We're focusing on education and employment this month at NCFY, so we're reposting some of our favorite articles on those subjects. Here, we revisit the first article in a three-part series following Craig, a former shelter resident working as a part-time intern to help his peers. The series first ran in spring and summer 2012.
Meet Craig, resident-turned-intern at Sea Haven for Youth, a runaway and homeless youth program in North Myrtle Beach, SC.
Craig’s a college student working on a degree in human services. In his spare time, he performs comedy. As Sea Haven’s transitional living program intern, he helps with the tasks needed to take in new clients, like filling out forms and telling youth about the program’s policies and procedures. Sometimes, he goes to local high schools to talk to teens about Sea Haven and how it can help them. He also does things like answering the phones and filing.
Finding—and keeping—a part-time or summer job can be stressful for young people, especially those who are learning to live independently after having been homeless. NCFY is following Craig’s experience over the next few months to give a snapshot of the ups and downs of summer employment for young people in runaway and homeless youth programs.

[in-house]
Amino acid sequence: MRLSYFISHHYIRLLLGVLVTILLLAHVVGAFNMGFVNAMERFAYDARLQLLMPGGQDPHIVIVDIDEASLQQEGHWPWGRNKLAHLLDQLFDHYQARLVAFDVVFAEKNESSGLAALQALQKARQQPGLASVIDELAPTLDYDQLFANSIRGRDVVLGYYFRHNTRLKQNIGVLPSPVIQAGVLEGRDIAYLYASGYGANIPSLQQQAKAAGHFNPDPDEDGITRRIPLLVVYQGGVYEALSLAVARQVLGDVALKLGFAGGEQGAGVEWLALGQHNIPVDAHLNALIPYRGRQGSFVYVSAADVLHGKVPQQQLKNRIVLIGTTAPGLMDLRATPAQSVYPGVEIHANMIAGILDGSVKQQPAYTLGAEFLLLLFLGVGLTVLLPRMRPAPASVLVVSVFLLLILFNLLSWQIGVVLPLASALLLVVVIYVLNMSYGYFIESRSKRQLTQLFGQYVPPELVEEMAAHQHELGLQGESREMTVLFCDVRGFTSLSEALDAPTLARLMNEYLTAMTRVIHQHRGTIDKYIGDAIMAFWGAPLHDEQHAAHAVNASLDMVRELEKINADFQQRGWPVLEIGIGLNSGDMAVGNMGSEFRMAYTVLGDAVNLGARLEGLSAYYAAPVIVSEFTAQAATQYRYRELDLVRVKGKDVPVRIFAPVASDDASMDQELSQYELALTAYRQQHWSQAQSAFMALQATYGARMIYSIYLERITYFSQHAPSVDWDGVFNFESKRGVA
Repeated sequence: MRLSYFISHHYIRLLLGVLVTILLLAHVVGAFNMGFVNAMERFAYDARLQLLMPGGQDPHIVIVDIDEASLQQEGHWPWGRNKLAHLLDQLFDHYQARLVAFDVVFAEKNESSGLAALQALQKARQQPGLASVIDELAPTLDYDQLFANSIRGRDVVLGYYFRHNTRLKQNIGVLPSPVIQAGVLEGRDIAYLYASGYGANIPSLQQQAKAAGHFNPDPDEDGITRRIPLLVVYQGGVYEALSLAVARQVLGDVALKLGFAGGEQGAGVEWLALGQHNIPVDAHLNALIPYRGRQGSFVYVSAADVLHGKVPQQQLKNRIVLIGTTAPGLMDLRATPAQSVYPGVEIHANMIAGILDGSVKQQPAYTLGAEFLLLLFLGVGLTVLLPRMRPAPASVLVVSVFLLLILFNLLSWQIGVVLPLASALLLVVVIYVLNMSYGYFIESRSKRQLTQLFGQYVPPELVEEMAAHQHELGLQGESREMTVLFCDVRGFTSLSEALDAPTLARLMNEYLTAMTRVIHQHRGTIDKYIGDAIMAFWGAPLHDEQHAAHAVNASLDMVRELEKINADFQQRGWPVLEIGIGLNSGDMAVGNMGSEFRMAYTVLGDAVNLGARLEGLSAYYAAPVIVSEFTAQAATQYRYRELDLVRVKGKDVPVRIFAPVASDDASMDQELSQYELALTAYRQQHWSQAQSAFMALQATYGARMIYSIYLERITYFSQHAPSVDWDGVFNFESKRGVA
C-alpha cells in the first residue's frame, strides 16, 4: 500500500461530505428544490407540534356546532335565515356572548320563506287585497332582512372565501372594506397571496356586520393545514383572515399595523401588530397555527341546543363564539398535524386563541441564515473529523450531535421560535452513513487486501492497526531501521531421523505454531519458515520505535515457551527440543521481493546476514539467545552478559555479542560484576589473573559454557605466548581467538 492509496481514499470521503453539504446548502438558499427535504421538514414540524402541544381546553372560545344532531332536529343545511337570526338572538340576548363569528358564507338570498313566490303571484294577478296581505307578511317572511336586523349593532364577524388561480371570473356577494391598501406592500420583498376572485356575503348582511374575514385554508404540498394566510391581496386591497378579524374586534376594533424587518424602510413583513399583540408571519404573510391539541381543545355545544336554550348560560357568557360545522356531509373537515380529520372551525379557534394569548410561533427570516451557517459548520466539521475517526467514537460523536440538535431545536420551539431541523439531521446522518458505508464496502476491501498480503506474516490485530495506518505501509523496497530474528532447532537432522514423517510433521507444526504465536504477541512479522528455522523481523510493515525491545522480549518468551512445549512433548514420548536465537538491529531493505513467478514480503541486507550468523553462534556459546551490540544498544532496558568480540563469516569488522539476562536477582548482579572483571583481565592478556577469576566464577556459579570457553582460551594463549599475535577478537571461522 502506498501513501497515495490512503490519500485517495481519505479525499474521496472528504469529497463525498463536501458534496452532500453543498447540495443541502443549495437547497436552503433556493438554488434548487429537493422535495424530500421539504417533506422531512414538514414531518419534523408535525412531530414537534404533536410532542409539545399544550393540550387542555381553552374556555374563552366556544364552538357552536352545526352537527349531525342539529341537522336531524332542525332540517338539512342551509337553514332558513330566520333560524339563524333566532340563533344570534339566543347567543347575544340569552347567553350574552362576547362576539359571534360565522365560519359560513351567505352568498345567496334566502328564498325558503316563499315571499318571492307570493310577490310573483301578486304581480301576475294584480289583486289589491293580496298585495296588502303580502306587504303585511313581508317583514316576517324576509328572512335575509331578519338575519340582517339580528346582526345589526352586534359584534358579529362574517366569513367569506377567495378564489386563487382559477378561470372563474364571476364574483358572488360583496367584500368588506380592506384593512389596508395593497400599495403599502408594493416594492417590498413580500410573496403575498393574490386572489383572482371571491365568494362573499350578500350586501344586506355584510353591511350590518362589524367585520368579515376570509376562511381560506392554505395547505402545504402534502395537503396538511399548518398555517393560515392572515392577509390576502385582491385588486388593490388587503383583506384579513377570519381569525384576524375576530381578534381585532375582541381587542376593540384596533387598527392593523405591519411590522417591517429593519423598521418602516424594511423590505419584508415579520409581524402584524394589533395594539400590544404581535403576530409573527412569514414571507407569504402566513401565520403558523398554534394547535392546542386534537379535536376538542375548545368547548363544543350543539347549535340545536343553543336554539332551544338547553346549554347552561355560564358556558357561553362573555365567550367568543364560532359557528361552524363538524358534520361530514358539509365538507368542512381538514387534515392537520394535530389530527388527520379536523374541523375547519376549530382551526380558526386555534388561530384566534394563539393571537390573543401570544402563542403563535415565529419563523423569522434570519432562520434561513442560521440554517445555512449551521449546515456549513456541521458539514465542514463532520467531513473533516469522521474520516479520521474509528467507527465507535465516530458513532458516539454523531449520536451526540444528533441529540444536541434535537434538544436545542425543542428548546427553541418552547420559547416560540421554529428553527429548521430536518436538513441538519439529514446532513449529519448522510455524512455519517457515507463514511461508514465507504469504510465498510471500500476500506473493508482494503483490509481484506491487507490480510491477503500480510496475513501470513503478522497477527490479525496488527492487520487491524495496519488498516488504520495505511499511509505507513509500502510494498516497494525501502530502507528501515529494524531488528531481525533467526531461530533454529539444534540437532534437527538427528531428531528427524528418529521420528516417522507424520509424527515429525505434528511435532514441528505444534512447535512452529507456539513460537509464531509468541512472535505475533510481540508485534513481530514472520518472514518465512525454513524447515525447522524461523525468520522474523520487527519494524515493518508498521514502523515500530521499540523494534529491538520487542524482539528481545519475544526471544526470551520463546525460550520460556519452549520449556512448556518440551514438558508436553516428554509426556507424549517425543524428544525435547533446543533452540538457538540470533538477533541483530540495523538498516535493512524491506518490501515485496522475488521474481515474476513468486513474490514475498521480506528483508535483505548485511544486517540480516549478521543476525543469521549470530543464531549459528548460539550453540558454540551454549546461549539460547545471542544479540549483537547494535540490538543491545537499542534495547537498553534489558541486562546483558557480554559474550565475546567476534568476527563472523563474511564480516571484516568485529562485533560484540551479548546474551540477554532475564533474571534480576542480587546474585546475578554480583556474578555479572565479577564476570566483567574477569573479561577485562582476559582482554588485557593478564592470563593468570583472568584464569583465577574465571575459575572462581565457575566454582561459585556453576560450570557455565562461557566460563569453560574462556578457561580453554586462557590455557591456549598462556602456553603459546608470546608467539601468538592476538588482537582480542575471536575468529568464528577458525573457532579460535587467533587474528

Benefits of Interning
Melissa McGrath, director of the transitional living program and Craig’s boss and mentor, believes she can do much more than give Craig a paycheck this summer.
Though the money will certainly help Craig out, he’s also getting on-the-job experience and the same training that a regular staff person would get: how to follow agency policies and procedures, how to maintain professional boundaries with colleagues and youth clients. He’s also hoping to find out whether human services is the right education and career track for him.
McGrath thinks there’s a good chance the answer will be yes.
“Craig was easily chosen for this position because of his accomplishments in the program, his maturity level and his experiences while being homeless,” she says. “He can tell a client how the program worked for him and how it can work for them.”
After only three weeks on the job, Craig has already come up with a roulette-style game that he and other Sea Haven staff can use to educate high school students about homelessness and the Sea Haven transitional living program.
So far Craig says of the internship: “It helps me feel better and allows me to give back to people who are going through the same things I have been through.”
Tips: Prepping Youth for Summer Jobs and Internships
1. Help youth write their resumes by holding a clinic or giving one-on-one instruction and feedback.
2. Prepare youth for job interviews by role playing and helping them think about what questions to expect and how to answer them.
3. Teach youth how to read a paycheck stub.
4. Set clear goals about being on time, having a professional demeanor and taking initiative on the job.